#5 Vestibular Neuronitis

Don’t confuse this with labyrinthitis, which is inflammation in the labyrinth of the ear. Vestibular neuronitis is inflammation of the vestibular nerve. This too can be caused by a virus or an upper respiratory infection. The result is debilitating attacks of vertigo.

#6 Perilymph Fistula

This occurs when endolymph leaks into the middle ear. It usually only occurs following trauma such as a head injury or a sudden pressure change (i.e., from scuba diving). Symptoms include nausea, dizziness, and growing increasingly unsteady when active. Symptoms should subside when at rest. It is possible for a baby to be born with this condition.

Finding Natural Relief from Vertigo and Other Balance Disorders

If you suffer from chronic vertigo or any of the other balance disorders discussed above, you may be searching for a natural way to deal with your symptoms. We’d like to introduce you to upper cervical chiropractic. How does a gentle adjustment of the top bone of the spine help with balance and spatial orientation issues?

The C1 vertebra (atlas) protects the brainstem. However, a misalignment can put pressure on the brainstem, an integral part of receiving signals from the vestibular nerve. Also, a misalignment in this area can affect blood flow to the brain.

The atlas is also in close proximity to the ears. As a result, a long-term misalignment could affect Eustachian tube function leading to conditions like Meniere’s disease. It is no wonder that in one study involving 300 Meniere’s patients, 97% of the patients saw a 90% or more improvement in vertigo and other symptoms under upper cervical chiropractic care.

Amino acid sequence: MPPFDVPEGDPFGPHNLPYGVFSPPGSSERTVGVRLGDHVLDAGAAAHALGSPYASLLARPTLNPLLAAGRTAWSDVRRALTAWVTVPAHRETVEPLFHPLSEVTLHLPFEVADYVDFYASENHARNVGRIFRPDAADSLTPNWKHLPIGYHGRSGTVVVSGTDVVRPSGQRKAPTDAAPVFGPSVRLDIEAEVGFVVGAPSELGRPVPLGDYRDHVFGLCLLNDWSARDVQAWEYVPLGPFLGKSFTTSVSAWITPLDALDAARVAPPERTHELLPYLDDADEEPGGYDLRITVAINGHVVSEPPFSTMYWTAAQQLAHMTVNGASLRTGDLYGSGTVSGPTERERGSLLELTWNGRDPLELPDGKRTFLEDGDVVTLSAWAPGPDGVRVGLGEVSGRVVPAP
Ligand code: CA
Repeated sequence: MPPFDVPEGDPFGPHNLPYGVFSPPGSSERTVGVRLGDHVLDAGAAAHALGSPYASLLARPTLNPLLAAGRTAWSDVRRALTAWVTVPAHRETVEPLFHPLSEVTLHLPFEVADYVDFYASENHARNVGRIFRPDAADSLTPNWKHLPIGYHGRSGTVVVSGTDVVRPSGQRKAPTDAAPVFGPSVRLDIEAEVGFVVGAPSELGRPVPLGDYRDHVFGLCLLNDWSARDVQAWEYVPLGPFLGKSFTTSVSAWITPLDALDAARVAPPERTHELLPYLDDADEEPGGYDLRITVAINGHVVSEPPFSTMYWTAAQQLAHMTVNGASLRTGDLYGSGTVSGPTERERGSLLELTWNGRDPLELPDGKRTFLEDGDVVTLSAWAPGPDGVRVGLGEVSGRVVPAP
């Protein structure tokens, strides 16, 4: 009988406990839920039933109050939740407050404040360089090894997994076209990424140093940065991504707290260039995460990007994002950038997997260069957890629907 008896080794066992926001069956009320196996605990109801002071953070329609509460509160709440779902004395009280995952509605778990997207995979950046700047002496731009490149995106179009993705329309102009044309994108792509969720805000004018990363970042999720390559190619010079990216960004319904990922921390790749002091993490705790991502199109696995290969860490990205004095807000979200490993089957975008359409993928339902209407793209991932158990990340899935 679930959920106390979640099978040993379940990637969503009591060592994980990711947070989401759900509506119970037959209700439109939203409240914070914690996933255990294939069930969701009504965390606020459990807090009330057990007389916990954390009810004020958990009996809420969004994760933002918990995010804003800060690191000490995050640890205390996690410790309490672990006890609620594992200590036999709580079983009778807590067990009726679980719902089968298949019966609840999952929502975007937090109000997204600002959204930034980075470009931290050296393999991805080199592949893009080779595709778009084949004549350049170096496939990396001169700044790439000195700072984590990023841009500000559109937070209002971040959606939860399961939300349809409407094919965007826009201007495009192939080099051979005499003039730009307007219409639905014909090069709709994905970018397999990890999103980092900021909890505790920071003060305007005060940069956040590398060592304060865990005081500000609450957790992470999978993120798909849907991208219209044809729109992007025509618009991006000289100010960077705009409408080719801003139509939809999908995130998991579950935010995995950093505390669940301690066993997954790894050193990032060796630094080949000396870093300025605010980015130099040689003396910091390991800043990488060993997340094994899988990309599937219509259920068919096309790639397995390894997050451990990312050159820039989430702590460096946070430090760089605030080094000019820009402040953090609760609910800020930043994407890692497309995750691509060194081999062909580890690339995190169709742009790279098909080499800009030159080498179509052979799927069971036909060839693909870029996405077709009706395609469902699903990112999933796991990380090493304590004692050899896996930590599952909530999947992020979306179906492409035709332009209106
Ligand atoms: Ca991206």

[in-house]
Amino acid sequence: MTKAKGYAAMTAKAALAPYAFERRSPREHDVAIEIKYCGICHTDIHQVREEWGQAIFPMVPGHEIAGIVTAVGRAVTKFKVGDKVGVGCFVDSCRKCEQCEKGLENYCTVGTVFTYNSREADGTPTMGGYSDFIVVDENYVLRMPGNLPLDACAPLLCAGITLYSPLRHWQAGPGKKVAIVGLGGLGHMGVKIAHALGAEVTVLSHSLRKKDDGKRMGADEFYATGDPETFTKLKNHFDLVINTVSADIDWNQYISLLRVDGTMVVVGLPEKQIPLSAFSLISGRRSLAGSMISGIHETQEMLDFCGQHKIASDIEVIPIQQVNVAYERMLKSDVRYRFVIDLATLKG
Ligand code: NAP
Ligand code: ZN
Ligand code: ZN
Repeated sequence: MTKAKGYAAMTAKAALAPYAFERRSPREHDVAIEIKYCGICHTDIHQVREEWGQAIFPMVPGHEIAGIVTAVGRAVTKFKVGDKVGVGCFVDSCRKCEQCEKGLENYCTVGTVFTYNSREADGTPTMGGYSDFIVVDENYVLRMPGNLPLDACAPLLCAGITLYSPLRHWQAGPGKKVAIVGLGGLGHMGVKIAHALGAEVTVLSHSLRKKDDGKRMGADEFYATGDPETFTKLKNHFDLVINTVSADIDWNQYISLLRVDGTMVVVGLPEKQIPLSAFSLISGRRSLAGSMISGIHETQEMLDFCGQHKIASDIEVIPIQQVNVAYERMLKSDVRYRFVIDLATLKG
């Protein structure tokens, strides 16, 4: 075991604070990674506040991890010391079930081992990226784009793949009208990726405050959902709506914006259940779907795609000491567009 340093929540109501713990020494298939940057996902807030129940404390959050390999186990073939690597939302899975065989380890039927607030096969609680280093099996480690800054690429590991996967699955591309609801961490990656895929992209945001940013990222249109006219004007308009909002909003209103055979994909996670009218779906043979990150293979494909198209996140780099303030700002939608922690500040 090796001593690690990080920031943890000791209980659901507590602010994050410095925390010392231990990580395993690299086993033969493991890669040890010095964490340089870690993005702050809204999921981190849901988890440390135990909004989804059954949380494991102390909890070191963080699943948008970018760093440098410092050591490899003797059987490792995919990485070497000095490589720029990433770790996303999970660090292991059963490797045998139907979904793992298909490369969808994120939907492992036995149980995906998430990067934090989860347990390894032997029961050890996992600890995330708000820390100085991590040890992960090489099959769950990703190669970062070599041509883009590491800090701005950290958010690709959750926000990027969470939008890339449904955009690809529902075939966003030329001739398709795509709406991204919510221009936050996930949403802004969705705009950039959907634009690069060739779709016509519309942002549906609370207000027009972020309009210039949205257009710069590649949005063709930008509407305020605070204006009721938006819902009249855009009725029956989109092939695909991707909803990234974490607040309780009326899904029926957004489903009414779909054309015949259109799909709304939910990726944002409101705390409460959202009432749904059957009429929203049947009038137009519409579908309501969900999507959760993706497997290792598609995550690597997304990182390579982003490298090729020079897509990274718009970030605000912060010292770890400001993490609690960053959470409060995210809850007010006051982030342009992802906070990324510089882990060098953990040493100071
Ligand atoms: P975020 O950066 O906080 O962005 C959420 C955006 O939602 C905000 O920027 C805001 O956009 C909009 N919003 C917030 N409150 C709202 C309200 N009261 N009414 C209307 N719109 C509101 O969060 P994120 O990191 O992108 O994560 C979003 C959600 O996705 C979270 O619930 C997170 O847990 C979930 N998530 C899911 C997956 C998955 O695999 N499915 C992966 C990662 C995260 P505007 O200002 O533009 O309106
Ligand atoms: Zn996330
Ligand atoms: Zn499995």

Upper cervical chiropractic is a subspecialty of chiropractic that focuses on the top bone of the neck. Adjustments are very precise as diagnostic imaging is used to pinpoint misalignments to hundredths of a degree. Gentle corrections last longer and make this a more cost-effective form of care.

To learn more about upper cervical chiropractic care and to find out if this may be a viable option to help your balance disorder, contact a practice in your area today. A no-obligation consultation may be your first step on the way to getting a vestibular problem under control.

Find An Upper Cervical Doctor in Your Areato schedule a consultation today.


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The content and materials provided in this web site are for informational and educational purposes only and are not intended to supplement or comprise a medical diagnosis or other professional opinion, or to be used in lieu of a consultation with a physician or competent health care professional for medical diagnosis and/or treatment. All content and materials including research papers, case studies and testimonials summarizing patients' responses to care are intended for educational purposes only and do not imply a guarantee of benefit. Individual results may vary, depending upon several factors including age of the patient, severity of the condition, severity of the spinal injury, and duration of time the condition has been present.